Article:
I was just wondering if TK had rolled any of those cylinders laying down with both polarities in contact with the aluminum stock?

I found the 4' al level and tried rolling a 1/4" W X 1/2" L N42 neo that had 1 end "sharpied" black to differentiate the 2.
It's not a good test IMHO because of the variance in thickness of the al (very thin on the sides, very thick in the middle), but it did show some interesting effects when rolling the neo down the length.

I need better control materials for the al slope (i.e. consistent thickness of al, true measurement of slope angle, etc.) to really have any data that matters, but I did notice some peculiar behavior as it was rolling down.

No matter how carefully I placed it, it would not roll longer than 1' without rolling off the level. Sometimes when rolling a polarity would seem to hit the thick middle of the levels I-beam like structure and the mag would swing vertical to the floor and then off the level.

As I said, nothing conclusive to my tests and they were hardly done in a controlled method, but it's acting wacky enough for me to start looking around for al bar stock.

@ TK, lumen, X0, etc.

If this experiment is something you haven't tried yet (unless you know of the reason for this effect and choose not to [re]validate it) , please give it a whirl.


I just think that if one polarity is stronger, the mag should roll off the bar to one side consistently. This has NOT been my experience with it yet, but my al stock is hardly of uniform thickness.

Another "wild hair" (or is it hare?) thought:

If there would be, for lack of a better term, magnetic "turbulence" from having both polarities in contact with the same al stock, could someone use a long cylinder mag and roll it down 2 al lengths sitting side by side with side rails on the outer edges to see if the cylinder has one side that falls through the center gap between the 2 "rails" every time?

I'll try to locate some al that fits the criteria above to set up a test.

Just some thoughts gents.

;)

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Re: Magnetic braking of magnets sliding along a sloped aluminum surface
« Reply #38 on: May 21, 2009, 07:28:00 PM »
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Offline Yucca

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Re: Magnetic braking of magnets sliding along a sloped aluminum surface
« Reply #39 on: May 21, 2009, 09:10:54 PM »
@all

I tried a good sized neo disc sliding down aluminium ladder surface inclined just off vertical.

Video, about 2 mins long:
http://www.youtube.com/watch?v=A458J8dttu4

Definitely noticed that north side facing alu will always hug the surface. But when south side faces alu it drops away from the surface, it seems to drop away when the magnet reaches it´s terminal velocity which is quite slow due to the lenz braking.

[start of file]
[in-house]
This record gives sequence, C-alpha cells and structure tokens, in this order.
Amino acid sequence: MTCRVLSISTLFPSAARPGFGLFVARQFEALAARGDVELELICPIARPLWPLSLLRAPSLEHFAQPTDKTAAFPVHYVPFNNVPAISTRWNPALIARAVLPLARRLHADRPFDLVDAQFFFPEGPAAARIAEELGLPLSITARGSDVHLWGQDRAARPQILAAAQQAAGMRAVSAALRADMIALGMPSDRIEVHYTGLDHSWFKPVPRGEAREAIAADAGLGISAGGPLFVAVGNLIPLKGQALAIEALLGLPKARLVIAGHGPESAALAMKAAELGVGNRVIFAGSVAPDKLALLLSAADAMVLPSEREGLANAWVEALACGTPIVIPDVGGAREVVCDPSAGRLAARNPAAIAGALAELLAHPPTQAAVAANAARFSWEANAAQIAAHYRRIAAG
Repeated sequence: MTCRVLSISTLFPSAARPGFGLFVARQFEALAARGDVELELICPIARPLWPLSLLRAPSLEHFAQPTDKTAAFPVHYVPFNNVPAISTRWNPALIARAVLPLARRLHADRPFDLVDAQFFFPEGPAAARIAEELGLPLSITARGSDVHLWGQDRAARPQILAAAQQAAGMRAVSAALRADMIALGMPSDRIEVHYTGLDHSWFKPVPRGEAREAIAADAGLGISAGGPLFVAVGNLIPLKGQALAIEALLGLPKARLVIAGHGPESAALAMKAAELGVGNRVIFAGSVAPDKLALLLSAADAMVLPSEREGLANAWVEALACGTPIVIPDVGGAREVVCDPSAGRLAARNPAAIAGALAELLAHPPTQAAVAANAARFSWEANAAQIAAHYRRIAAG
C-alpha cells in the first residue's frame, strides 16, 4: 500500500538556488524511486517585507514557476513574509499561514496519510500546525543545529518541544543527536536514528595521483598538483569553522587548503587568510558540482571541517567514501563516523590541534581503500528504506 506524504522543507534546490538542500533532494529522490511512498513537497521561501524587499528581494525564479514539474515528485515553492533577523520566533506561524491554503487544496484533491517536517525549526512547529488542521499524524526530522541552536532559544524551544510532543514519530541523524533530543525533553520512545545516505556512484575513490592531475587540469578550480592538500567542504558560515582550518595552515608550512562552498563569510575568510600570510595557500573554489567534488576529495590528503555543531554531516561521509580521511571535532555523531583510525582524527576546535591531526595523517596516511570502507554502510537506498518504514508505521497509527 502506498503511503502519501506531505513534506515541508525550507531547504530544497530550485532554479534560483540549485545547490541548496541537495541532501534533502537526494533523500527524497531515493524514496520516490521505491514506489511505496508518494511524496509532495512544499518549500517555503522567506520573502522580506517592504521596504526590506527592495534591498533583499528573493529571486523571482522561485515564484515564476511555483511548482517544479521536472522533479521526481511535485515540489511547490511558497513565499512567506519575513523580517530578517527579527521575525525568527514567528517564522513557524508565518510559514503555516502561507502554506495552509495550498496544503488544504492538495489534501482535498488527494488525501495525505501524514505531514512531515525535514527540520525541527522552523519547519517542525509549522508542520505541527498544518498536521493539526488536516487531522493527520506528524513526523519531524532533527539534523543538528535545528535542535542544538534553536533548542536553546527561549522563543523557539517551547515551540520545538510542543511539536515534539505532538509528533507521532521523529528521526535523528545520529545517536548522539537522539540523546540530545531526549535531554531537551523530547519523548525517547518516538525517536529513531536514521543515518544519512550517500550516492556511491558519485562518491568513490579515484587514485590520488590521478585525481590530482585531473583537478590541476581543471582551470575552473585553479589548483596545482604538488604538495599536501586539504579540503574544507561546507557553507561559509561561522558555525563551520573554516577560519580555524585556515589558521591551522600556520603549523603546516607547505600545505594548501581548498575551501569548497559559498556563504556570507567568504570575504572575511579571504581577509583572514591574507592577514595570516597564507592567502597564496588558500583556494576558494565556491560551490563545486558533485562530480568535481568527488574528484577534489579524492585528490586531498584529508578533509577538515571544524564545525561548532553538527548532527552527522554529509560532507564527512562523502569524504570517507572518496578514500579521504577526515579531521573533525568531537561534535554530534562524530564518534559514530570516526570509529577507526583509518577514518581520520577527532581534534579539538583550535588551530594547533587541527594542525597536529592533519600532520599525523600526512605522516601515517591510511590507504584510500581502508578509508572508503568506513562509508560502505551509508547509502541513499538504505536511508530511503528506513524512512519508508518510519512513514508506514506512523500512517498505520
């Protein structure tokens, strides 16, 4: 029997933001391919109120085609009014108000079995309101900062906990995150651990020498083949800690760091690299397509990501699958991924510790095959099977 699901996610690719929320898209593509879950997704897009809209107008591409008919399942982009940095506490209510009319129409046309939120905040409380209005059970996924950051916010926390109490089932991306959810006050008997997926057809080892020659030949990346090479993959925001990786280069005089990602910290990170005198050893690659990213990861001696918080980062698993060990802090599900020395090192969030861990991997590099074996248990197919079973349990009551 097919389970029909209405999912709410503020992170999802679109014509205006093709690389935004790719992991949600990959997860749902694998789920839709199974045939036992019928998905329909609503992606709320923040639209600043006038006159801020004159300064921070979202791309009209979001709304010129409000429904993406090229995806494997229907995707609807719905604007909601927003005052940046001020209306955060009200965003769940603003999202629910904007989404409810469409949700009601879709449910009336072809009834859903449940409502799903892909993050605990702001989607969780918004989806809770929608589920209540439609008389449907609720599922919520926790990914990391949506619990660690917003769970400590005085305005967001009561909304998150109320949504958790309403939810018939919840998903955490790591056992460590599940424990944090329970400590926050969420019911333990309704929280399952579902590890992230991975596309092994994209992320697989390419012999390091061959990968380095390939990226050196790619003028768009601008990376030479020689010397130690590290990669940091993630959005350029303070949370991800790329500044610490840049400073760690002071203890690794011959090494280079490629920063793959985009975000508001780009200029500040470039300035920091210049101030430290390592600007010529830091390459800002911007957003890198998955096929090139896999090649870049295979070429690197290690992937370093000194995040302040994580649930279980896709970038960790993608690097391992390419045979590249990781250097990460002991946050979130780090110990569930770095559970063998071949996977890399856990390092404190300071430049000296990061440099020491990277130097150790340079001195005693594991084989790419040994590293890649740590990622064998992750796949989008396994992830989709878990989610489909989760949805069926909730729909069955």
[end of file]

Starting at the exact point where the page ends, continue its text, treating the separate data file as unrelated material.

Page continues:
I think there must be a repulsive force that fights gravity and lifts the mag away from the alu surface because the surface was not vertical and gravity wants to keep in on the surface.

If this effect could be seperated somehow from the lenz braking then perhaps it could be used for some gain?

I would like to see this experiment done in the southern hemisphere, so any Aussies or Kiwis etc. try it and tell.

NOTE:
I made sure to lift a non sticky plastic stick off the front magnet face to release it, using fingers or supporting underneath the bottom edge can cause the magnet to be influenced by mr hand. But trapping the magnet against the alu by using a stick and then pulling the stick away will not influence its horizontal position as much.

EDIT:
My young daughter, asked "why" it does this? After the vid I tried to explain but couldn´t stop her calling "why", I think my last answer was "because one sides different"
« Last Edit: May 22, 2009, 02:56:20 AM by Yucca »


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Re: Magnetic braking of magnets sliding along a sloped aluminum surface
« Reply #40 on: May 22, 2009, 12:31:29 AM »
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Offline RunningBare

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Re: Magnetic braking of magnets sliding along a sloped aluminum surface
« Reply #41 on: May 22, 2009, 12:40:59 AM »
Nice demonstration, also shows the magnets dragging edge keeping it stable.

http://www.youtube.com/watch?v=bas00qdj6Xc

Offline lostcauses10x

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Re: Magnetic braking of magnets sliding along a sloped aluminum surface